Hello @GretaThunberg— Andrew Tate (@Cobratate) December 27, 2022
I have 33 cars.
My Bugatti has a w16 8.0L quad turbo.
My TWO Ferrari 812 competizione have 6.5L v12s.
This is just the start.
Please provide your email address so I can send a complete list of my car collection and their respective enormous emissions. pic.twitter.com/ehhOBDQyYU
Now that he has become Muslim, some of Tate’s British Muslim fans say they hope his rhetoric will change accordingly. “After accepting Islam, Tate will slowly change his ways,” one anonymous Tate supporter told Middle East Eye.
“He just converted, so he’s trying to do better, in my opinion,” said another.
So far, however, Tate’s public rhetoric has gone largely unchanged. Far from condemning his past statements and work in pornography, before his arrest Tate continued to make sexual comments about women on Twitter and to boast about his wealth and prestige.
But Tate also talks about the value of independence, resourcefulness and hard work. This resonates with people. One 20-year-old Muslim woman who is critical of Tate but likes elements of his message joined Hustler’s University to see what it was about. “A lot of his fan base benefit from his content and tangibly improve their lives,” she told MEE. “Even though his message isn’t necessarily revolutionary or groundbreaking, it’s connecting with people who have benefited from it.”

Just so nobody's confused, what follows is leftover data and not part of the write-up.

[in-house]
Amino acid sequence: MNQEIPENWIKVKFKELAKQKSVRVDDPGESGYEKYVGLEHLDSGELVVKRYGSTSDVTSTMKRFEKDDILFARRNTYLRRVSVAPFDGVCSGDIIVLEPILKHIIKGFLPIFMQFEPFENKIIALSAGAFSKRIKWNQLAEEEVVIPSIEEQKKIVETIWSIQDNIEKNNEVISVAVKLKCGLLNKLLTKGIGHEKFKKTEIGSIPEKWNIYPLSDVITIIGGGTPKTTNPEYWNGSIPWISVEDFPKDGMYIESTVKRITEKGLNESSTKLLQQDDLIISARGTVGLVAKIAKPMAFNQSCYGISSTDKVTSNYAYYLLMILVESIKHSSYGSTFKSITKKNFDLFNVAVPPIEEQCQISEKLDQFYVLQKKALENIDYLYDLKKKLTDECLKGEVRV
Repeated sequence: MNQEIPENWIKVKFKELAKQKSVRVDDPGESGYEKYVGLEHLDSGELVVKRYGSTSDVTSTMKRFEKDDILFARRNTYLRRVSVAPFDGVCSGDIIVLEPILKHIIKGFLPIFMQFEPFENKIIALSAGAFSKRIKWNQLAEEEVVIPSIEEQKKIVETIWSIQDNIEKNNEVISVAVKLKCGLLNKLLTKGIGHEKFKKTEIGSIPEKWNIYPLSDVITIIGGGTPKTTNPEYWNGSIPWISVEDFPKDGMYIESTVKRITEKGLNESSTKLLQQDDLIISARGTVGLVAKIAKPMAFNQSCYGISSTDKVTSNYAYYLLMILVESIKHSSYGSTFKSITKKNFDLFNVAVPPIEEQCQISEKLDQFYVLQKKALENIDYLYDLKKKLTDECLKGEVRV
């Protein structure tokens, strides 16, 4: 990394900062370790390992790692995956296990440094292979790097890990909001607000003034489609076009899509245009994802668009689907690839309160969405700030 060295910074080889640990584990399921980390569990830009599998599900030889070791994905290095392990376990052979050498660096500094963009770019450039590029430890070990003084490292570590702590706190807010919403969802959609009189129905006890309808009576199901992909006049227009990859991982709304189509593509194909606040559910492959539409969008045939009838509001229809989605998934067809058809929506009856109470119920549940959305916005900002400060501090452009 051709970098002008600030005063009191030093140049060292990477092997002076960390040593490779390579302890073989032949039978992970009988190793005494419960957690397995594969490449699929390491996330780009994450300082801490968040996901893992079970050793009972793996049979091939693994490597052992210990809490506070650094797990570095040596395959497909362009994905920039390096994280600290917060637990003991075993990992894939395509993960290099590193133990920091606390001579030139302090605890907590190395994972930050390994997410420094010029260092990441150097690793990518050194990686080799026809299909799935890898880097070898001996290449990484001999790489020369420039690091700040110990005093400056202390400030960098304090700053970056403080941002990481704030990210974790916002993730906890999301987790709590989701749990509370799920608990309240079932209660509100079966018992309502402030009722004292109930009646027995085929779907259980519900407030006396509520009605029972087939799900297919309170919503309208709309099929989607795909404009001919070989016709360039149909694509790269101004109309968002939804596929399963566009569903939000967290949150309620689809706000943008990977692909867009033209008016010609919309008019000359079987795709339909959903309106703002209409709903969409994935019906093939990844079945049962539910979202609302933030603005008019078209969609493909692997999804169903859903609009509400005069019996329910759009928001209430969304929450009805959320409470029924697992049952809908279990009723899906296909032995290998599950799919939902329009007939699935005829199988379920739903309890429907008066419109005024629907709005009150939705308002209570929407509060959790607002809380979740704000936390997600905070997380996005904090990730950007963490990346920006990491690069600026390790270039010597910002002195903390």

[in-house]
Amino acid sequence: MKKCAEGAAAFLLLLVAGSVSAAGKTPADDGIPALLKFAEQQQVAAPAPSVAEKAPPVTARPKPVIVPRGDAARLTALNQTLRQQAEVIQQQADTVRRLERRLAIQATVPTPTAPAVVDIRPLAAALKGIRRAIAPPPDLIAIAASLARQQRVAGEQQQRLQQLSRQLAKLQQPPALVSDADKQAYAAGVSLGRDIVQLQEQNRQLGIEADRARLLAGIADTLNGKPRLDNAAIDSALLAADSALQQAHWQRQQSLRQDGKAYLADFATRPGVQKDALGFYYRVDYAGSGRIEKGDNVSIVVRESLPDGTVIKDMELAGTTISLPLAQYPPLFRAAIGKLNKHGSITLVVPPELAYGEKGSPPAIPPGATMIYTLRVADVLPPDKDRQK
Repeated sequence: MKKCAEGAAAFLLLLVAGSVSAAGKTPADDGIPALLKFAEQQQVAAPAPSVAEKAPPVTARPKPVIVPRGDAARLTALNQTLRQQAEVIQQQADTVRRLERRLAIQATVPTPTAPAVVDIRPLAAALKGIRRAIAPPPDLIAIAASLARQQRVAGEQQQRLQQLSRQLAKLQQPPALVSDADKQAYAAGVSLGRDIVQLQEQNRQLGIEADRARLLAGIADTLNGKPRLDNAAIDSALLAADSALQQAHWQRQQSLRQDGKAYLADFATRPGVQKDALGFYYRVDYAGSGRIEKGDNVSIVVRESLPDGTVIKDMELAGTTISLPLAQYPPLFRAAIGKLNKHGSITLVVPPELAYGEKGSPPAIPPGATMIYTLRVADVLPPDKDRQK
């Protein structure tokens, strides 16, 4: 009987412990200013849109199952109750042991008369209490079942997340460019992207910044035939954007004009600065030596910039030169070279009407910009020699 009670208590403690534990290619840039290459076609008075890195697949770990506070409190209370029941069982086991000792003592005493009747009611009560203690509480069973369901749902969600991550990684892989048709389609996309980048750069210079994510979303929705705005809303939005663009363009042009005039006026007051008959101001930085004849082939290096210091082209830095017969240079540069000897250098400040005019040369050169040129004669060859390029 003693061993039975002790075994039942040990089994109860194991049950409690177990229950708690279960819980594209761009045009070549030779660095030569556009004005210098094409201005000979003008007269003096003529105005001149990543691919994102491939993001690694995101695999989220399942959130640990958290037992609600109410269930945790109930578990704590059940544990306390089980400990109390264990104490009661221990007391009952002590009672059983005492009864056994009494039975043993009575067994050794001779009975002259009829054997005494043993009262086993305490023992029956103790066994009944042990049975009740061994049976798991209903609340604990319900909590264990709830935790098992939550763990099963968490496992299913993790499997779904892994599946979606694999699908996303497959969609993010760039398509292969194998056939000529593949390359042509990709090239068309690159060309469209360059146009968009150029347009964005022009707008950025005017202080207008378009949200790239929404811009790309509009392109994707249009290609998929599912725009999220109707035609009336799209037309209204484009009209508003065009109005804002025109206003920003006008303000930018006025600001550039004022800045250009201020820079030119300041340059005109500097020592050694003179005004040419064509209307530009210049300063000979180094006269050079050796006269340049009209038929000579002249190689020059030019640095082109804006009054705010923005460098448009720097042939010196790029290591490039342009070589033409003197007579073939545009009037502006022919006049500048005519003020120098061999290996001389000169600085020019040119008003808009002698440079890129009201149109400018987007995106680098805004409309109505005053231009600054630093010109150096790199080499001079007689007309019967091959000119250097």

Tate’s popularity is partially due to his personal charisma, and the sense that he’s authentic and practices what he preaches. “Everything he says, he does. He’s got the life - he worked hard for it,” a 19-year-old Muslim fan told MEE. “He says everything in the simplest way possible, something that not everyone can do.”
And Tate fills a vacuum: many young men, and not just Muslims, feel that there are few compelling figures online who promote masculine virtues and encourage material success. They see Tate as standing up to the left-wing, progressive discourse common on apps such as TikTok. He’s anti-establishment, they feel - schoolteachers hate him, giant social media companies ban him from their platforms, and he’s viewed as a rare voice offering young men solutions to modern woes.
But Tate made millions from pornography, and many of his popular videos feature explicitly misogynistic language. The fundamental contradiction in his brand is that the “Andrew Tate” model of masculinity is wildly different from the traditional masculine ideals promoted in religions such as Islam, to which Tate converted.